Across North America, small Indigenous nations seized the unique legal conditions created by imperial transitions to defend territory as state-sanctioned property. The 1763 Treaty of Paris, the 1803 Louisiana Purchase, and the 1848 Treaty of Guadalupe Hidalgo transferred sovereignty from French, Spanish, and Mexican regimes that incorporated forms of indigenous landholding to British and U.S. regimes that sought to exclude them. Yet these treaties also required new administrations to uphold pre-existing property in newly acquired territories. Through three case studies—Abenakis and Sokokis in British Quebec after 1763, Tunicas and Chitimachas in American Louisiana after 1803, and Tongva and Tataviam peoples in U.S. California after 1848—this book demonstrates how small Native polities used settler property processes not only to protect portions of their territories, but to insist on their on-going existence as political communities.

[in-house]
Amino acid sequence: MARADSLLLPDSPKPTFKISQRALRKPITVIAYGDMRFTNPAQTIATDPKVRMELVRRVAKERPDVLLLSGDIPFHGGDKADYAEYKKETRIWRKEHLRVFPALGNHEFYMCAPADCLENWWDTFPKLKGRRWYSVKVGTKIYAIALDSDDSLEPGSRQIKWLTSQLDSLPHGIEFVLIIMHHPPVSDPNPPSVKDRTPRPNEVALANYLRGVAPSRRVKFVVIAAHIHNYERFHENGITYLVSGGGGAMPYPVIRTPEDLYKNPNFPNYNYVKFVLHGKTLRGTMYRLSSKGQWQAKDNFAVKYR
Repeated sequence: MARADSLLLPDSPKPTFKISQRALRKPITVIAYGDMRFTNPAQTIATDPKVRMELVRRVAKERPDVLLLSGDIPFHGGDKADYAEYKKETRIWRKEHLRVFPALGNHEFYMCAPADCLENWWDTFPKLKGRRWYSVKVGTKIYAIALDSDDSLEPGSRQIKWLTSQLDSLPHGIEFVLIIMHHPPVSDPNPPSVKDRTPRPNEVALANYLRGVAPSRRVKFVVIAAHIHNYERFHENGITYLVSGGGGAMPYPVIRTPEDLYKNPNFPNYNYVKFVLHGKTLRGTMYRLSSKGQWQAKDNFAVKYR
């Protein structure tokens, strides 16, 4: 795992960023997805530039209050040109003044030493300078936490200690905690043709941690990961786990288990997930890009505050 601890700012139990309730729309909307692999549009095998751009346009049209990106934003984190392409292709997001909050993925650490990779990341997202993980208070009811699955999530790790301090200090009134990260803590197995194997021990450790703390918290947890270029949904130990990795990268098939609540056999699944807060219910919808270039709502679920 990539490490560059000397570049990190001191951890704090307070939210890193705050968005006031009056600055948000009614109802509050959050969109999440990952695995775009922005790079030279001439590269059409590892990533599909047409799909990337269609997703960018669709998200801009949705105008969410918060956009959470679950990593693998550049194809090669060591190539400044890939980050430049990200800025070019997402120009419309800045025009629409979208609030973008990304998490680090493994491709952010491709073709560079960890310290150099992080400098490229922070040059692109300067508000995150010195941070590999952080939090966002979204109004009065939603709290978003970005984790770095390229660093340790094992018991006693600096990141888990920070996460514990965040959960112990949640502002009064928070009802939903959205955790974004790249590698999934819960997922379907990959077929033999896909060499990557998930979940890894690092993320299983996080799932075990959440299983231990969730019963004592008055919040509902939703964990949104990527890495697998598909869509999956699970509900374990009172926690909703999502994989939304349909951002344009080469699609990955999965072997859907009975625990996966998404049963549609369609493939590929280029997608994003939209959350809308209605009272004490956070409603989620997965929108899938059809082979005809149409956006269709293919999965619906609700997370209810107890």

By focusing on small polities, rather than the large Native nations that dominate eighteenth and nineteenth-century historiography, it offers an alternative to familiar narratives of military conquest, land cession treaties, and reservation confinement. Small polities often faced erasure and benign neglect instead of targeted colonialism. They transformed settler legal processes into the diplomatic channels they lacked to defend land and articulate political authority. It also reconceptualizes the development of territorial state sovereignty in North America as a process of accommodation and negotiation, in which multiple imperial legal regimes continued to play unpredictable roles long after geographic borderlands disappeared. Finally, it casts property ownership itself as a malleable and diffuse set of practices across the eighteenth and nineteenth centuries. Rather than a self-evident and stable legal entity, property was a highly local and deeply social set of negotiations. During imperial transitions, it was contested, exploited, and ultimately transformed by Indigenous peoples.